Pray the Devil Back to Hell: Women face down warlords with nonviolent civil disobedience

Call it a 21st-century version of Lysistrata, and you won’t be far off the mark.

United by their determination to end the years-old civil war that divided their country and decimated its population, a small band of determined women — Christians and Muslims — transcended religious differences and internecine squabbling to work for a just and lasting peace in the West African nation of Liberia. Armed only with the strength of their convictions, they defied the threats of rebellious warlords and the corrupt regime of President Charles Taylor to escalate their nonviolent campaign from peaceful protests at a Monrovian fish market to civil disobedience during stalled peace talks in Ghana.

And when authorities threatened to forcibly evict them from the site of those peace talks, the women played their trump card: Wives, mothers and daughters threatened to break a sacred taboo by stripping naked in front of the men.

But wait, there’s more: After helping to bring an end to the civil war in 2003, these same women campaigned to bring to power Liberia’s — and Africa’s — first elected female head of state, Ellen Johnson-Sirleaf.

Director Gini Reticker and producer Abigail Disney detail the inspiring story of the courageous Liberian women warriors for peace in Pray the Devil Back to Hell, the award-winning film that will kick off Community Cinema Wednesday night, a series of free-admission preview screenings of exceptional documentaries at the Rice University Media Center. Co-sponsored by Rice Cinema, KUHT-TV and the Documentary Alliance, Community Cinema aims to showcase nonfiction features before their national broadcast on the PBS series Independent Lens.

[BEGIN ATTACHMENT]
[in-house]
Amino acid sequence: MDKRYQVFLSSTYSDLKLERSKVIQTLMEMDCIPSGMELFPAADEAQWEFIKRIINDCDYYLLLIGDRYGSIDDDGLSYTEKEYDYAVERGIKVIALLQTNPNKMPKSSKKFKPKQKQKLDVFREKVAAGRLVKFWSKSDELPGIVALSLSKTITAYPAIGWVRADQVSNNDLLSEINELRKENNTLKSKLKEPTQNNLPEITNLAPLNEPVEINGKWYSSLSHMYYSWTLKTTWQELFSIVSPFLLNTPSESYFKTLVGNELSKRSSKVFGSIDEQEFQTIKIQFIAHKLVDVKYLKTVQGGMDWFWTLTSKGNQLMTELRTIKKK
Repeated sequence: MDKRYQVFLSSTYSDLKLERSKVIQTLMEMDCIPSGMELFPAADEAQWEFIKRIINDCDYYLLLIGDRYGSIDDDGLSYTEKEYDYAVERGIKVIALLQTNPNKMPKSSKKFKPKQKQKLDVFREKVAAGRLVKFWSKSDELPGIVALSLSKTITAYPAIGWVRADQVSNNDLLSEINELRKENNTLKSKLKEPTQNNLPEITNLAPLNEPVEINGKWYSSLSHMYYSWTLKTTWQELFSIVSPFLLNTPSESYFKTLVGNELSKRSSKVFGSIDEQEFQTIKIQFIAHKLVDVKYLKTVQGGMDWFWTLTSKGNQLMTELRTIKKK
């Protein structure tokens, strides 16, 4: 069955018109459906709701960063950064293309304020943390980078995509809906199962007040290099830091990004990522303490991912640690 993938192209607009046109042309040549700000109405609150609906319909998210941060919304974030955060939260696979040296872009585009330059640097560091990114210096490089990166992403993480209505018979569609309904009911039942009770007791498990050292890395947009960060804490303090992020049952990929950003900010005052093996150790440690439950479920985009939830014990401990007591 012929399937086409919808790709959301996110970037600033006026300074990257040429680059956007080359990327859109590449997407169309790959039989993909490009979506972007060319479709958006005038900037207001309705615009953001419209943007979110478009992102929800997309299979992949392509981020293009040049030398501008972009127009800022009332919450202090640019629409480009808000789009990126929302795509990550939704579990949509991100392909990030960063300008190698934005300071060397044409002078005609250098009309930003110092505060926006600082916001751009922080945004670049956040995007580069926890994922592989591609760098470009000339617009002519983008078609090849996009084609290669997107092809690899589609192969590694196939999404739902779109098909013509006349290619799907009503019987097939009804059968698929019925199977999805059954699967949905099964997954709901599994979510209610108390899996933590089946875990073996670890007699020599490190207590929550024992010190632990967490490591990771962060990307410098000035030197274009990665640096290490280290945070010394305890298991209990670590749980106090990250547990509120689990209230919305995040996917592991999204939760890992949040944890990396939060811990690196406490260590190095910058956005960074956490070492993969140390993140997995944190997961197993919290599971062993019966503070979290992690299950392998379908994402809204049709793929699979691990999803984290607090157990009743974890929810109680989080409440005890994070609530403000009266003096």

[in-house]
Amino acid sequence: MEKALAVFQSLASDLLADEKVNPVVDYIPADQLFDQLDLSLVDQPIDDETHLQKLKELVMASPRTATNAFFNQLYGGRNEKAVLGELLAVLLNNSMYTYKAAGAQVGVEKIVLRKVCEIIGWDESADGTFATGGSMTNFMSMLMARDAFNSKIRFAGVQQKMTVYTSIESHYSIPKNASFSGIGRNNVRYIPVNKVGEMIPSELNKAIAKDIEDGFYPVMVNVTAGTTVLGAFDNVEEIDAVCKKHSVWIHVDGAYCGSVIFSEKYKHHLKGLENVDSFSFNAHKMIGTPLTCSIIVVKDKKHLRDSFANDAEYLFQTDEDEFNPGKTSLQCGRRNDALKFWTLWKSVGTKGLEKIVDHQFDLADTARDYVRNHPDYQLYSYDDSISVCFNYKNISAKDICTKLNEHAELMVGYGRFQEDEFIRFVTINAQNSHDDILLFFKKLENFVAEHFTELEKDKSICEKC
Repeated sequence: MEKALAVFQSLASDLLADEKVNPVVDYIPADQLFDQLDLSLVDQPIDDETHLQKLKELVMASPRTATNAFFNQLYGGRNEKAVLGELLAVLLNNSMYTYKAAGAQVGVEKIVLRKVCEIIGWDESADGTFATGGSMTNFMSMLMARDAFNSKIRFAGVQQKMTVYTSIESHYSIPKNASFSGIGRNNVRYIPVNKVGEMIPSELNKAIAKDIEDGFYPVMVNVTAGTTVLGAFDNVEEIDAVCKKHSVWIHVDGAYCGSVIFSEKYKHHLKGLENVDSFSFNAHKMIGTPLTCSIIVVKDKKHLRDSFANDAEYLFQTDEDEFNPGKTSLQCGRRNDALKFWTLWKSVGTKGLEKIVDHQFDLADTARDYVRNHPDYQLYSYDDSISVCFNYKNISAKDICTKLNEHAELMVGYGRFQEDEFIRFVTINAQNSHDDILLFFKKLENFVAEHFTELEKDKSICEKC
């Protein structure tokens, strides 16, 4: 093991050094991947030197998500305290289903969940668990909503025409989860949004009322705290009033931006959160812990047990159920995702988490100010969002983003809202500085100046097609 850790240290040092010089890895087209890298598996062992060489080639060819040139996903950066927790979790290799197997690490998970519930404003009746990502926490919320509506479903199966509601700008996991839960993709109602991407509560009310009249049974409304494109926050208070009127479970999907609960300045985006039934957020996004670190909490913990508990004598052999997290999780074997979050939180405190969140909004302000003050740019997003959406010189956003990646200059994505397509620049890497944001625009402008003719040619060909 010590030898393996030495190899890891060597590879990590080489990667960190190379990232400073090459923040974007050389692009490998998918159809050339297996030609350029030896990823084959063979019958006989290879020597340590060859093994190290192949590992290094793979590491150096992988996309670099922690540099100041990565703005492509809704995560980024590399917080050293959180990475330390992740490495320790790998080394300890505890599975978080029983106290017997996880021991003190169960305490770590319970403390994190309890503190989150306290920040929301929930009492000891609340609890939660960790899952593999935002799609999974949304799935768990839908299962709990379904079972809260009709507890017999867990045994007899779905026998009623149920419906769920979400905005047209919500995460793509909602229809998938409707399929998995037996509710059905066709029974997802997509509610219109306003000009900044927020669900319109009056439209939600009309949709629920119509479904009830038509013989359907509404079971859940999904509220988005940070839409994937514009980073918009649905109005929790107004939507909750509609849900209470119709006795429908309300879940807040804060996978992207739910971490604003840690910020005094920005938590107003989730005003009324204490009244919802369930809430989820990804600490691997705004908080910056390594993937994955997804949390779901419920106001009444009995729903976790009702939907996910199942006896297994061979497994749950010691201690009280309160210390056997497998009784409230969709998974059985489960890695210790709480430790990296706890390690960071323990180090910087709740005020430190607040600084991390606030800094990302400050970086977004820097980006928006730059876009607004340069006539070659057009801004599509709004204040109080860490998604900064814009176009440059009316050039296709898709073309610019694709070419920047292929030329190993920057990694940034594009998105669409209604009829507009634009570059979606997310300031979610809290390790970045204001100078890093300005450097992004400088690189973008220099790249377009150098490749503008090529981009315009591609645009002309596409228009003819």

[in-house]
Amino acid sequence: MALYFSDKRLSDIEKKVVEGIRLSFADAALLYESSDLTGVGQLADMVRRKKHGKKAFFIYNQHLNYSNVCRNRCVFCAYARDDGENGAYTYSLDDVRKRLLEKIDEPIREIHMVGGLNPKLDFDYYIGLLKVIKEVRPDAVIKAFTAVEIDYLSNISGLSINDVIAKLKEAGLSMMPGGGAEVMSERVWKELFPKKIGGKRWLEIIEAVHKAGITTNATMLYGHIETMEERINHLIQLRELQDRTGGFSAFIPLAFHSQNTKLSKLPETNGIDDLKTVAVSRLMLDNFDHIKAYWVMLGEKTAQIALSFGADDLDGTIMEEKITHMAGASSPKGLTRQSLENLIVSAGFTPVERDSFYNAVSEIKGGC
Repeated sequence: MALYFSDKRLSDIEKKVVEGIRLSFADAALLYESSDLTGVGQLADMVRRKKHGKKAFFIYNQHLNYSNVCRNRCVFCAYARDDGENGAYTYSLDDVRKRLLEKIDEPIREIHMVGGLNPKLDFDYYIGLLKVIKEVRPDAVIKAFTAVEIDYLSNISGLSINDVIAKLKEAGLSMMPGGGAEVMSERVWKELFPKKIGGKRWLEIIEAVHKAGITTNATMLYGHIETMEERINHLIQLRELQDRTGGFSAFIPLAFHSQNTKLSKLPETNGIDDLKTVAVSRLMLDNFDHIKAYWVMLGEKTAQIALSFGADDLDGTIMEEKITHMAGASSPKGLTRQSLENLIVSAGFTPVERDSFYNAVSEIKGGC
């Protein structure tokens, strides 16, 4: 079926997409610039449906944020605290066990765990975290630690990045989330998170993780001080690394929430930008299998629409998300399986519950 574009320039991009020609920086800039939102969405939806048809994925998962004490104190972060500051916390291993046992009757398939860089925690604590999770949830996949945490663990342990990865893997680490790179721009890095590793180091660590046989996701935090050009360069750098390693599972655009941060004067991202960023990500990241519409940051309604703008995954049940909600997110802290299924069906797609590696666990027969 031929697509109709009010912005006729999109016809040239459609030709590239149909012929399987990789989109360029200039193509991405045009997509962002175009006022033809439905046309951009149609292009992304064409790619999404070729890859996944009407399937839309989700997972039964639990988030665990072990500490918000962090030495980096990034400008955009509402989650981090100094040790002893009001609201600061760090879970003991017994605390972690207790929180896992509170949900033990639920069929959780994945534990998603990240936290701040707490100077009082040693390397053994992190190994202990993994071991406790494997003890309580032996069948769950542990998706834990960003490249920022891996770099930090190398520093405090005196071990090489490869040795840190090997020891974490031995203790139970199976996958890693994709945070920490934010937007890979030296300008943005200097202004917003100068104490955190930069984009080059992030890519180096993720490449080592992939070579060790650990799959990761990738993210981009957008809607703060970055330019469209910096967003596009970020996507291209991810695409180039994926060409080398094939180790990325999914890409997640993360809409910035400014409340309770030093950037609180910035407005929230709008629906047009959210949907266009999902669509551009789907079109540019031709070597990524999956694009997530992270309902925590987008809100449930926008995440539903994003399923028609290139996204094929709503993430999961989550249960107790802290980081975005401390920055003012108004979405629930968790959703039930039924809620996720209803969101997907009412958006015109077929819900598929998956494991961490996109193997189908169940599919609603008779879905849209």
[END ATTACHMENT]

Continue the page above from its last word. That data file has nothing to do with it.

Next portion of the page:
According to Reticker, when Disney first approached her to direct Pray the Devil Back to Hell, “I had some trepidation. All the stories coming out of Liberia [during the long civil war] had been so bleak, the violence against women appalling, the forced conscription of the child-soldiers heart-wrenching. I wondered if I could immerse myself in that material for the length of time it takes to make a documentary.”

But then the two American filmmakers met Leymah Gbowee, the activist who spearheaded the Women of Liberia Mass Action for Peace movement. After that, Disney says, “All of my trepidations turned instantly into unfettered enthusiasm. I couldn’t believe how fortunate I was to be able to tell the extraordinary story of these women who had joined together to bring peace to their devastated country.

“Their remarkable accomplishment had been virtually ignored by the press, and was on its way to be forgotten. Being part of ensuring that their story shines has been an absolute privilege.”

Producer Abigail Disney — grand-niece of the legendary Walt Disney — will be on hand for a Q&A after Pray the Devil Back to Hell is screened  at 7 p.m. Wednesday at Rice Media Center.


Pray the Devil Back to Hell: Women face down warlords with nonviolent civil disobedience – 2011-Sep-28 – CultureMap Houston.

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